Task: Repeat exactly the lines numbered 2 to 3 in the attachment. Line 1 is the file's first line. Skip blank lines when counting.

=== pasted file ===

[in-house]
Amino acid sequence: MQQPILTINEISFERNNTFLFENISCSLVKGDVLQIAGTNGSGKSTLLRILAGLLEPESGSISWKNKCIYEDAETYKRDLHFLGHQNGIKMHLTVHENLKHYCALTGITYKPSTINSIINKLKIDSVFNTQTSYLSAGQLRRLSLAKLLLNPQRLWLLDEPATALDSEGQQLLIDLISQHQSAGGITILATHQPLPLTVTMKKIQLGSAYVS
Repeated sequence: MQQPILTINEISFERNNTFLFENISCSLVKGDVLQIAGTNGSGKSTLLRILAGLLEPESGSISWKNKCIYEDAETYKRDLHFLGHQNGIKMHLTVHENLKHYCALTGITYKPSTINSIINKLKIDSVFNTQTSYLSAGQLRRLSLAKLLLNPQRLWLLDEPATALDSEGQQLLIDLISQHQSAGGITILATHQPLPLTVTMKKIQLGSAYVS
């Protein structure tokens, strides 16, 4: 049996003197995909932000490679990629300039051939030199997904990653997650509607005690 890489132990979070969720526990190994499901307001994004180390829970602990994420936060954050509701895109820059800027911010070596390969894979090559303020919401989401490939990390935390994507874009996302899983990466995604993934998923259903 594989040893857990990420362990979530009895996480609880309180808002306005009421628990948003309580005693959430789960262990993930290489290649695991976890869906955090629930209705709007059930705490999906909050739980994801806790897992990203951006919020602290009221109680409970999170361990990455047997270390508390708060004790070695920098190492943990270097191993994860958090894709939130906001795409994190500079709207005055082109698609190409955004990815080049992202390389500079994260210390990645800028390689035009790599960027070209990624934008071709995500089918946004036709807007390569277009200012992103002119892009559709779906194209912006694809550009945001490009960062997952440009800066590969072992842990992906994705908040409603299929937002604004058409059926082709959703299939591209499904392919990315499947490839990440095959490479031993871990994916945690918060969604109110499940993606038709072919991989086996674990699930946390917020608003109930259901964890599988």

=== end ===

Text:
Amino acid sequence: MQQPILTINEISFERNNTFLFENISCSLVKGDVLQIAGTNGSGKSTLLRILAGLLEPESGSISWKNKCIYEDAETYKRDLHFLGHQNGIKMHLTVHENLKHYCALTGITYKPSTINSIINKLKIDSVFNTQTSYLSAGQLRRLSLAKLLLNPQRLWLLDEPATALDSEGQQLLIDLISQHQSAGGITILATHQPLPLTVTMKKIQLGSAYVS
Repeated sequence: MQQPILTINEISFERNNTFLFENISCSLVKGDVLQIAGTNGSGKSTLLRILAGLLEPESGSISWKNKCIYEDAETYKRDLHFLGHQNGIKMHLTVHENLKHYCALTGITYKPSTINSIINKLKIDSVFNTQTSYLSAGQLRRLSLAKLLLNPQRLWLLDEPATALDSEGQQLLIDLISQHQSAGGITILATHQPLPLTVTMKKIQLGSAYVS